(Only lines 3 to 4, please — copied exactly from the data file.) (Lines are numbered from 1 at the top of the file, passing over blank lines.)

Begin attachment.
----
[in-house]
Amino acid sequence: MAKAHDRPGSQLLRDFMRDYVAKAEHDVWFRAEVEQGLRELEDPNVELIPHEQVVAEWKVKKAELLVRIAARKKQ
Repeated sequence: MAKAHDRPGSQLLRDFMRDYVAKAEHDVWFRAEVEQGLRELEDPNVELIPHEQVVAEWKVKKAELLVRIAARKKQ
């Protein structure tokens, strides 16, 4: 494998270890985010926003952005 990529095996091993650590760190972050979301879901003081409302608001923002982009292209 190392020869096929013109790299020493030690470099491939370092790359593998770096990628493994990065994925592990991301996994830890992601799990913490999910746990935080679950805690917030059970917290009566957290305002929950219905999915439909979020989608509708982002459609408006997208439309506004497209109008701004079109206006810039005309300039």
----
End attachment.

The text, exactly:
Repeated sequence: MAKAHDRPGSQLLRDFMRDYVAKAEHDVWFRAEVEQGLRELEDPNVELIPHEQVVAEWKVKKAELLVRIAARKKQ
């Protein structure tokens, strides 16, 4: 494998270890985010926003952005 990529095996091993650590760190972050979301879901003081409302608001923002982009292209 190392020869096929013109790299020493030690470099491939370092790359593998770096990628493994990065994925592990991301996994830890992601799990913490999910746990935080679950805690917030059970917290009566957290305002929950219905999915439909979020989608509708982002459609408006997208439309506004497209109008701004079109206006810039005309300039």